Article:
Although it was unresolved whether Ronnebaum acted with knowledge that he was violating the terms of the easement when he built the garage, it is undisputed that the Cunnings were completely innocent of any wrongdoing. The garage was already constructed when the Cunnings purchased the property from Ronnebaum. These facts distinguish the present case from Wietharn, where the court ruled it was improper to balance equities.

In any event, the ultimate issue for the district court to determine was whether the encroachment on Southern Star's easement was of a "material character" as to interfere with Southern Star's "reasonable enjoyment" of its easement. See Aladdin, 221 Kan. at 588. This appears to be what the district court was doing rather than balancing the equities. The location of the garage only affected 27 feet of Southern Star's pipeline. Although the district court acknowledged the garage caused some inconvenience, the district court concluded that Southern Star had failed to prove the garage constituted an unreasonable interference with Southern Star's easement. The evidence presented at trial was sufficient to support this conclusion.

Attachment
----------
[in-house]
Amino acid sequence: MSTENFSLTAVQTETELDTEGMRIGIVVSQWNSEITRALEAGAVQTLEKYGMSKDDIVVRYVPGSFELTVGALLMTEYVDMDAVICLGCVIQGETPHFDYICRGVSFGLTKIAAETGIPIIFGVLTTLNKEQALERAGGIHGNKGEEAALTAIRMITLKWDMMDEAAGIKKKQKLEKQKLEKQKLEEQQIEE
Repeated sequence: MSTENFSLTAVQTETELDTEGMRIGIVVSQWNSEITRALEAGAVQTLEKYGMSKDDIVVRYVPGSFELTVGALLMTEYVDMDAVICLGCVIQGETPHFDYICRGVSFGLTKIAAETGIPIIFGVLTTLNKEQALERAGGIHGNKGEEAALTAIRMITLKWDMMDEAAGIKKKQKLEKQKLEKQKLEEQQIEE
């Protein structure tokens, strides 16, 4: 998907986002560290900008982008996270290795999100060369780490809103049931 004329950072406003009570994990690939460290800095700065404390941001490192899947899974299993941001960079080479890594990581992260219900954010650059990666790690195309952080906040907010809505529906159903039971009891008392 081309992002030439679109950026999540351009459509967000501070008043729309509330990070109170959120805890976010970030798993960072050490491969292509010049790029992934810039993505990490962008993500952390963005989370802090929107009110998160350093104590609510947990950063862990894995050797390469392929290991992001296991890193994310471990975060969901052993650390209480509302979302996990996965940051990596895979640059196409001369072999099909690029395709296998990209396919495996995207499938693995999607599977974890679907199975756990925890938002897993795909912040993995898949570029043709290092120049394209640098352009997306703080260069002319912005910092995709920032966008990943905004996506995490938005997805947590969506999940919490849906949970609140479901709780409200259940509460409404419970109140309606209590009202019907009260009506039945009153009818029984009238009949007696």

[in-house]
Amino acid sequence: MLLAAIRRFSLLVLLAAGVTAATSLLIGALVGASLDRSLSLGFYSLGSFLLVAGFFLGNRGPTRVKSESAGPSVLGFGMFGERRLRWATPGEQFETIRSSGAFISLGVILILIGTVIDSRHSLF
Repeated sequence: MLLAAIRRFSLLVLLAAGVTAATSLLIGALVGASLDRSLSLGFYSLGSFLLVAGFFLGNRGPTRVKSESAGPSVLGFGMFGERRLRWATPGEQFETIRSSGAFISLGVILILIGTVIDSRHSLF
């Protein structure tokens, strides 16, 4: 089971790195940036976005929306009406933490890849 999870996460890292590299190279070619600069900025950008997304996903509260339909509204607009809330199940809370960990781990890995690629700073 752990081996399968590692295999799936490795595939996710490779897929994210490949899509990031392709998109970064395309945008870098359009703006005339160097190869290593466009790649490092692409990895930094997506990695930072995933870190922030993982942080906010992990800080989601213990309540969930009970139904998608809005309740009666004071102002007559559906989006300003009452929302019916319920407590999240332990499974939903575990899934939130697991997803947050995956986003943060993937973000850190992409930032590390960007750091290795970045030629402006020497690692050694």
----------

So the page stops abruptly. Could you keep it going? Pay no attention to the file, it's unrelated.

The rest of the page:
In summary, Southern Star's blanket easement did not expressly define the amount of space Southern Star needed to adequately maintain its pipeline. There was evidence that Southern Star could use means other than its standard practices in order to access and work on the pipeline. The district court weighed the evidence and found no material interference with the easement. This was a judgment for the district court to make based upon the evidence presented, and in this case the district court's decision was supported by substantial competent evidence. This does not mean that a 41-inch clearance from a natural gas pipeline would be considered adequate in every case. Under the facts of this case, however, we conclude the district court did not err in denying Southern Star's request for injunctive relief.

Affirmed.

END